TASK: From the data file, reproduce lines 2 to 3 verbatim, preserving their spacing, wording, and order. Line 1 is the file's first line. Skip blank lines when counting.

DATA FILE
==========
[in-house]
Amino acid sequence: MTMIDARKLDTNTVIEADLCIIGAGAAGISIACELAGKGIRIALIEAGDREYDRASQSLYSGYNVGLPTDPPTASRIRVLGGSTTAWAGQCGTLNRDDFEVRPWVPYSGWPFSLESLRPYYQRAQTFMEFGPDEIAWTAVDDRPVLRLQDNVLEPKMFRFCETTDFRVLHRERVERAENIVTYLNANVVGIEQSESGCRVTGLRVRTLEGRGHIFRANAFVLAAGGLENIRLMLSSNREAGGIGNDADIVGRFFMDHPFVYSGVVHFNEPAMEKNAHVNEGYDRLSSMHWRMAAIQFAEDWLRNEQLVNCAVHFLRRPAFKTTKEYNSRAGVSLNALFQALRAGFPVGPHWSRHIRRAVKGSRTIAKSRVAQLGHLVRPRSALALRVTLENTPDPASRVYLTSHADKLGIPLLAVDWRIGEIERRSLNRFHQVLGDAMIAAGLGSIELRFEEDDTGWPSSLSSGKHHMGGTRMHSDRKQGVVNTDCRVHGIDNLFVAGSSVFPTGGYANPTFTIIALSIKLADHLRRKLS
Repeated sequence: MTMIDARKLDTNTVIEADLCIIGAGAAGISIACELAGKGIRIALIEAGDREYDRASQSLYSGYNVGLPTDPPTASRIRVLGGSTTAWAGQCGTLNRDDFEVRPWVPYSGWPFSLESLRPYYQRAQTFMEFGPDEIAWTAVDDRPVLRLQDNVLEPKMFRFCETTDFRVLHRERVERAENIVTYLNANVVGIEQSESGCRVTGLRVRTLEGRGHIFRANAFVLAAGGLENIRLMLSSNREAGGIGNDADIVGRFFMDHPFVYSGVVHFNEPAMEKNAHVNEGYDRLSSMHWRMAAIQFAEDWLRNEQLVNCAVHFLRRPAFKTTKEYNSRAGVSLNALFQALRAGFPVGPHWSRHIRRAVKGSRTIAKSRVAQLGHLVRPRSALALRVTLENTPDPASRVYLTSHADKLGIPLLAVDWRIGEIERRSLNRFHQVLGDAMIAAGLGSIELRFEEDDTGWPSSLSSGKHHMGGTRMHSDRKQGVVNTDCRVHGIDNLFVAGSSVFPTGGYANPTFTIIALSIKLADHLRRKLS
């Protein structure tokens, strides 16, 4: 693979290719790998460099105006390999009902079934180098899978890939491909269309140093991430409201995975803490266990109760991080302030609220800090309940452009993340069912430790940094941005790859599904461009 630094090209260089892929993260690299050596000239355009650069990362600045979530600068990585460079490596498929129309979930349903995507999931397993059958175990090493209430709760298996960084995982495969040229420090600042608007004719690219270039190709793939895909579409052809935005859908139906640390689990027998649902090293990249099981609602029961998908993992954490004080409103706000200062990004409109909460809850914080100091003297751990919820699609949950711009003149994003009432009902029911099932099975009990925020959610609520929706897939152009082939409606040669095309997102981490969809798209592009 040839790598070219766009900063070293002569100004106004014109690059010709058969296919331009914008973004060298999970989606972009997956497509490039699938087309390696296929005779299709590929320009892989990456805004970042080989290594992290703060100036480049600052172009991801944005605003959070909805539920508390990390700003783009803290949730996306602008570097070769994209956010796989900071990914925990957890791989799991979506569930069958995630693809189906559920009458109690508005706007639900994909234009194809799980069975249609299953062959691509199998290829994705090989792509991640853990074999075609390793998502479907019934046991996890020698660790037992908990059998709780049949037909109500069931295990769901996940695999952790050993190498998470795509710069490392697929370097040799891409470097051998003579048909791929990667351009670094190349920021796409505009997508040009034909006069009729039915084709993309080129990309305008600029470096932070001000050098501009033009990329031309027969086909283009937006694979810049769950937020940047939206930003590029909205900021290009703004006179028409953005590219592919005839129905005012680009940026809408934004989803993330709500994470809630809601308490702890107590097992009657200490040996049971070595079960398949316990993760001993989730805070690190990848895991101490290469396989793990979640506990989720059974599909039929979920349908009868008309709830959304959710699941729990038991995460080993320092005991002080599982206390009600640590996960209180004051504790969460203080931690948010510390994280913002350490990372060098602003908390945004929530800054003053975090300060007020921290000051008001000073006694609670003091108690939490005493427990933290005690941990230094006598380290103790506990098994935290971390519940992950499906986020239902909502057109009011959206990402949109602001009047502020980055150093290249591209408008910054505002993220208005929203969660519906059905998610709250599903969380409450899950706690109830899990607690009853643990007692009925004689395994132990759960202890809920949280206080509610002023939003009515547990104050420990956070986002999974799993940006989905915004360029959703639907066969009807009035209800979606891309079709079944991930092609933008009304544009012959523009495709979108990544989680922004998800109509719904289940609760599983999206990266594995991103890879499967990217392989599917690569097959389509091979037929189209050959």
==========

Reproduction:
Amino acid sequence: MTMIDARKLDTNTVIEADLCIIGAGAAGISIACELAGKGIRIALIEAGDREYDRASQSLYSGYNVGLPTDPPTASRIRVLGGSTTAWAGQCGTLNRDDFEVRPWVPYSGWPFSLESLRPYYQRAQTFMEFGPDEIAWTAVDDRPVLRLQDNVLEPKMFRFCETTDFRVLHRERVERAENIVTYLNANVVGIEQSESGCRVTGLRVRTLEGRGHIFRANAFVLAAGGLENIRLMLSSNREAGGIGNDADIVGRFFMDHPFVYSGVVHFNEPAMEKNAHVNEGYDRLSSMHWRMAAIQFAEDWLRNEQLVNCAVHFLRRPAFKTTKEYNSRAGVSLNALFQALRAGFPVGPHWSRHIRRAVKGSRTIAKSRVAQLGHLVRPRSALALRVTLENTPDPASRVYLTSHADKLGIPLLAVDWRIGEIERRSLNRFHQVLGDAMIAAGLGSIELRFEEDDTGWPSSLSSGKHHMGGTRMHSDRKQGVVNTDCRVHGIDNLFVAGSSVFPTGGYANPTFTIIALSIKLADHLRRKLS
Repeated sequence: MTMIDARKLDTNTVIEADLCIIGAGAAGISIACELAGKGIRIALIEAGDREYDRASQSLYSGYNVGLPTDPPTASRIRVLGGSTTAWAGQCGTLNRDDFEVRPWVPYSGWPFSLESLRPYYQRAQTFMEFGPDEIAWTAVDDRPVLRLQDNVLEPKMFRFCETTDFRVLHRERVERAENIVTYLNANVVGIEQSESGCRVTGLRVRTLEGRGHIFRANAFVLAAGGLENIRLMLSSNREAGGIGNDADIVGRFFMDHPFVYSGVVHFNEPAMEKNAHVNEGYDRLSSMHWRMAAIQFAEDWLRNEQLVNCAVHFLRRPAFKTTKEYNSRAGVSLNALFQALRAGFPVGPHWSRHIRRAVKGSRTIAKSRVAQLGHLVRPRSALALRVTLENTPDPASRVYLTSHADKLGIPLLAVDWRIGEIERRSLNRFHQVLGDAMIAAGLGSIELRFEEDDTGWPSSLSSGKHHMGGTRMHSDRKQGVVNTDCRVHGIDNLFVAGSSVFPTGGYANPTFTIIALSIKLADHLRRKLS